Wakiso residents, RDC disagree on operations

Friday April 10 2020

The District Resident Commisioner

The District Resident Commisioner of Wakiso District, Ms Rosemary Kirabira, engages residents who had come to her office for help on April 1. PHOTO BY JOSEPH KIGGUNDU  

By James Kabengwa

Patients and pregnant mothers have been stranded in Wakiso District following alleged closure of the office of the Resident District Commissioner (RDC).

The act has been criticised by the district Human Rights Committee chaired by Mr Elly Kasirye, who said it was a ‘non practical’ security measure to vest powers of movement permits in the hands of the RDC.

“The permission procedure which has been put in the office of RDCs is not practical mostly for pregnant mothers and persons with chronic diseases. Even most RDCs and departments involved in this Covid-19 prevention should be well facilitated at least with fuel to reach out in case of emergencies,” Mr Kasirye said yesterday.

However, Ms Rose Kirabira, the RDC, said the claims are malicious. “I was appointed and assigned by the President. I cannot deviate from his directives. I know how I do my work,” she said.

Last week, Ms Kirabira said she had changed from issuing permits in hard copy to soft copies via WhatsApp. She was, however, challenged by patients who accused her of not responding to messages.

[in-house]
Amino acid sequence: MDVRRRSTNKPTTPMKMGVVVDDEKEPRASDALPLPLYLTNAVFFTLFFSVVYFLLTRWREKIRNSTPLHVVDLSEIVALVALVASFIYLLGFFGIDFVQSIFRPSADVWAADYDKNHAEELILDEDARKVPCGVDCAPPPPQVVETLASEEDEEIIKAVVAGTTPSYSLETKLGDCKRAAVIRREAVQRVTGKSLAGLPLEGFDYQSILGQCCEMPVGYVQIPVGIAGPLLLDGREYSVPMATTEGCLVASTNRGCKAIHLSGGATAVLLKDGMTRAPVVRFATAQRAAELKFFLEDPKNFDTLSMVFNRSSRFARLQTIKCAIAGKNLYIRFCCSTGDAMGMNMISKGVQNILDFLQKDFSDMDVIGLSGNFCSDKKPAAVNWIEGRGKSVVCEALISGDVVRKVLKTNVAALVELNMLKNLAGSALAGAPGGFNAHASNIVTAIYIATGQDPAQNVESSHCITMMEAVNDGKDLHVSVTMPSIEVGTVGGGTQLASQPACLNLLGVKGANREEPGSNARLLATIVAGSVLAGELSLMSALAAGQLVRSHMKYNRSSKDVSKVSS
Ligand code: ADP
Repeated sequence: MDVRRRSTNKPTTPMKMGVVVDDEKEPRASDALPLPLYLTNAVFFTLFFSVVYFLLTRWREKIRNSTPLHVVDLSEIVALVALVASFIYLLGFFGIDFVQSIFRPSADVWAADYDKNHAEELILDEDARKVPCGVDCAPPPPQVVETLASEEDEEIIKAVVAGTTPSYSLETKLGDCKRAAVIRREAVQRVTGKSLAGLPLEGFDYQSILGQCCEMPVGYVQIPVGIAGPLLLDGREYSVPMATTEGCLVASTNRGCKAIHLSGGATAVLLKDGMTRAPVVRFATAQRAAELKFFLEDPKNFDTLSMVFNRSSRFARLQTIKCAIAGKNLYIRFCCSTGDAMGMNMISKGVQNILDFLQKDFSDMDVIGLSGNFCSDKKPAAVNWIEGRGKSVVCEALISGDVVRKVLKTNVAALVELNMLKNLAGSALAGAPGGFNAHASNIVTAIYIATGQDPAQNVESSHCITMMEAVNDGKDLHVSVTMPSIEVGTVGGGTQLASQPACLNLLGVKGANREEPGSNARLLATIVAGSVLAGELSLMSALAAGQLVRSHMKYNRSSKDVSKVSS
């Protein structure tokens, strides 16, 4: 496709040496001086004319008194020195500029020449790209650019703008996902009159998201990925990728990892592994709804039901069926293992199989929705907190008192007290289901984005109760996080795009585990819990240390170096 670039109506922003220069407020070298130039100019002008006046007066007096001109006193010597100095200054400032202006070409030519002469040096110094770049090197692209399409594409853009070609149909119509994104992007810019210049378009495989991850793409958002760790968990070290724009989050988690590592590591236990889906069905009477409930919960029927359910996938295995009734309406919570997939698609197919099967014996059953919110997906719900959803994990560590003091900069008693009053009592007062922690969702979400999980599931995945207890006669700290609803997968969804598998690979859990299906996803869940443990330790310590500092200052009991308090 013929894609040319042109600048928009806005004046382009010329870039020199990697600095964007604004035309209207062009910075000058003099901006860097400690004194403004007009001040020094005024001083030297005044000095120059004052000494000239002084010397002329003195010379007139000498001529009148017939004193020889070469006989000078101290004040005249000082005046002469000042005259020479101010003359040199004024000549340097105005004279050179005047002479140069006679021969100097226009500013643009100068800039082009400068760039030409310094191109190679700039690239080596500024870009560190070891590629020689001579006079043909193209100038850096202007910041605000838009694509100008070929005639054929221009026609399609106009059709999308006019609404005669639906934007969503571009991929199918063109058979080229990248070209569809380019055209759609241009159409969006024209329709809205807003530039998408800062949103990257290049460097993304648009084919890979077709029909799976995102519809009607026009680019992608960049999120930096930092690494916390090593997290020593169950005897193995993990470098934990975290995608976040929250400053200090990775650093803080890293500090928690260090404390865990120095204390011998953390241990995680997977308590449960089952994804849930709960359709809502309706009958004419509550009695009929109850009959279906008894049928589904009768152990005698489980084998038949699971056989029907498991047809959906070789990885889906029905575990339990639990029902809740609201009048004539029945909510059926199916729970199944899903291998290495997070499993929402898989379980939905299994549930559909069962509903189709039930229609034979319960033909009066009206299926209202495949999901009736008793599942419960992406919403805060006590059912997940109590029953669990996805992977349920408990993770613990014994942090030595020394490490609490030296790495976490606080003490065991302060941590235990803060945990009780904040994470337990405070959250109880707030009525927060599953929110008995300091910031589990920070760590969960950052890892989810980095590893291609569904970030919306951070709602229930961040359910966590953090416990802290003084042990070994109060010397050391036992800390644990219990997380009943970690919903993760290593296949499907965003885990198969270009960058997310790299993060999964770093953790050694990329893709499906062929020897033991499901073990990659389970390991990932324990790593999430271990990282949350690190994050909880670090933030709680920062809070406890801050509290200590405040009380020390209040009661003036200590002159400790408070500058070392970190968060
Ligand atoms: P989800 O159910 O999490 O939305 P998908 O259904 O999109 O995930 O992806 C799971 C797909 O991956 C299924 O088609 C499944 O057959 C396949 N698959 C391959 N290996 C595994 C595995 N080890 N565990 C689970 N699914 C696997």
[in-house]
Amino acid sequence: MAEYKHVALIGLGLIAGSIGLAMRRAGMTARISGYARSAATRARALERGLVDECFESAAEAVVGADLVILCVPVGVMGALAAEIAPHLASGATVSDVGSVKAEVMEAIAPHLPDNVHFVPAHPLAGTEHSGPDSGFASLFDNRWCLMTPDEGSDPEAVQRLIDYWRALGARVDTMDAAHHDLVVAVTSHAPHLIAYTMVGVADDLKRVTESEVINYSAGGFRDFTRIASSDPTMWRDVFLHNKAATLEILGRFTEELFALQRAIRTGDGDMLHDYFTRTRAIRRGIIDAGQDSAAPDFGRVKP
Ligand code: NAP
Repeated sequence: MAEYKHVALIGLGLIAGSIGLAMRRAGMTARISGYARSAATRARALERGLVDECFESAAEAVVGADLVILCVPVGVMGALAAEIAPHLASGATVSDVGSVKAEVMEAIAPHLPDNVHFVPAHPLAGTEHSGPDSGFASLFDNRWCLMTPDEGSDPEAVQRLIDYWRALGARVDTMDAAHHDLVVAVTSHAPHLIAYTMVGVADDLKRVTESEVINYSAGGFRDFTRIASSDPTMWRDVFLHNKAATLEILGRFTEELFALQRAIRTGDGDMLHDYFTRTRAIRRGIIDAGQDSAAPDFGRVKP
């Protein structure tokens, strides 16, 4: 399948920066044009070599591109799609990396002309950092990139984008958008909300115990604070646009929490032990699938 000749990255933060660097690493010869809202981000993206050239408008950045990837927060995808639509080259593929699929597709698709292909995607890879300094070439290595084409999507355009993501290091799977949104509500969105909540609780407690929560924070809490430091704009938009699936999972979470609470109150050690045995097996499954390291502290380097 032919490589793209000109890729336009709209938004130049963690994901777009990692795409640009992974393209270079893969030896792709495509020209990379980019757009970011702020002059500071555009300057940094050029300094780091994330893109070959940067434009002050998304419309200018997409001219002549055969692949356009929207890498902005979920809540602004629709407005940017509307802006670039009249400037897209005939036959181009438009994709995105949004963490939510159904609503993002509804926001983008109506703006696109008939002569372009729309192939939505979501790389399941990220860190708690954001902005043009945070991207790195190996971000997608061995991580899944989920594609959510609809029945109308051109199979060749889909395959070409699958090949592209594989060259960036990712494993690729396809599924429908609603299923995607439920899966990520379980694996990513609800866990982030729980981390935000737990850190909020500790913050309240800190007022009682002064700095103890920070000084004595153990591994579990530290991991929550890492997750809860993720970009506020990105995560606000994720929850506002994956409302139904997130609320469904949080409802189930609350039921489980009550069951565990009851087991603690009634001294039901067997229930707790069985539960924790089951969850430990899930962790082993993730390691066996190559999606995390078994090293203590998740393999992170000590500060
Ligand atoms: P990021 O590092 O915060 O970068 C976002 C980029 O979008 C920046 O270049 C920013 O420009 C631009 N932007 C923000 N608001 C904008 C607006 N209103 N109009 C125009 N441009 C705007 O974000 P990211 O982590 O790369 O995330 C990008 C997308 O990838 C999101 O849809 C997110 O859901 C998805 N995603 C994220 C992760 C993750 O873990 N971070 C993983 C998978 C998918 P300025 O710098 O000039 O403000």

In Mr Kasirye’s statement, he said: “A few issues have also come to our attention. Although the security forces are doing commendable work of protecting citizens, there has been use of maximum force. Local Defence Unit (LDUs) and police have beaten up Ugandans.”

Advertisement

“We call upon security forces to implement the guidelines without forgetting that Ugandans have a right to life, respect and dignity,” he added.

The district chairperson, Mr Matiya Lwanga Bwanika, said his task force ensures that safety information reaches the common person in all villages through all local government structures.

But he took exception of the manner in which movement stickers were issued. “It is surprising that human rights defenders are not given stickers to monitor incidents of violations happening in villages,” Mr Bwanika said.

Despite appreciating the health sector for the efforts made, Mr Kasirye said there was need to recruit and train more health staff to handle the Covid-19 pandemic.

He asked government to remove mobile money taxes to ease purchase of item. He also asked for reduced cost of electricity, water and other essential commodities.

“At this moment, everyone is affected. Even the business people are currently consuming their capital. We are all vulnerable so government should be as open and inclusive as possible in its interventions,” Mr Kasirye saids.

editorial@ug.nationmedia.com

Advertisement